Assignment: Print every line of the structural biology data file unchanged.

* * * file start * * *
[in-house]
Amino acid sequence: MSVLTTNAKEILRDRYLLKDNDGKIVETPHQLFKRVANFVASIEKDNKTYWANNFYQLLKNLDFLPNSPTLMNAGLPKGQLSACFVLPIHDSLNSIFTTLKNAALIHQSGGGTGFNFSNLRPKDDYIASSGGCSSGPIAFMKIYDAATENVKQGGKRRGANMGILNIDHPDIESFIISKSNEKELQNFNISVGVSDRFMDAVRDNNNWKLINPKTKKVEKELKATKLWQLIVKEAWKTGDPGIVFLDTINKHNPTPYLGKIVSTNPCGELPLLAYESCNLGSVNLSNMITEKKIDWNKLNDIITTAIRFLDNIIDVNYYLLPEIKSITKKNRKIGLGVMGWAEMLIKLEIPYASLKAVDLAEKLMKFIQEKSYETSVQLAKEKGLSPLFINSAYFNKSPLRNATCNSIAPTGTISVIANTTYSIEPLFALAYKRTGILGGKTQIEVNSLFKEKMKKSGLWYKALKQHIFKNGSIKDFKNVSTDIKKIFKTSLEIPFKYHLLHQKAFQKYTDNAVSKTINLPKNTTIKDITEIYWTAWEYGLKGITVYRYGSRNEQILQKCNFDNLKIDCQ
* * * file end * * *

[in-house]
Amino acid sequence: MSVLTTNAKEILRDRYLLKDNDGKIVETPHQLFKRVANFVASIEKDNKTYWANNFYQLLKNLDFLPNSPTLMNAGLPKGQLSACFVLPIHDSLNSIFTTLKNAALIHQSGGGTGFNFSNLRPKDDYIASSGGCSSGPIAFMKIYDAATENVKQGGKRRGANMGILNIDHPDIESFIISKSNEKELQNFNISVGVSDRFMDAVRDNNNWKLINPKTKKVEKELKATKLWQLIVKEAWKTGDPGIVFLDTINKHNPTPYLGKIVSTNPCGELPLLAYESCNLGSVNLSNMITEKKIDWNKLNDIITTAIRFLDNIIDVNYYLLPEIKSITKKNRKIGLGVMGWAEMLIKLEIPYASLKAVDLAEKLMKFIQEKSYETSVQLAKEKGLSPLFINSAYFNKSPLRNATCNSIAPTGTISVIANTTYSIEPLFALAYKRTGILGGKTQIEVNSLFKEKMKKSGLWYKALKQHIFKNGSIKDFKNVSTDIKKIFKTSLEIPFKYHLLHQKAFQKYTDNAVSKTINLPKNTTIKDITEIYWTAWEYGLKGITVYRYGSRNEQILQKCNFDNLKIDCQ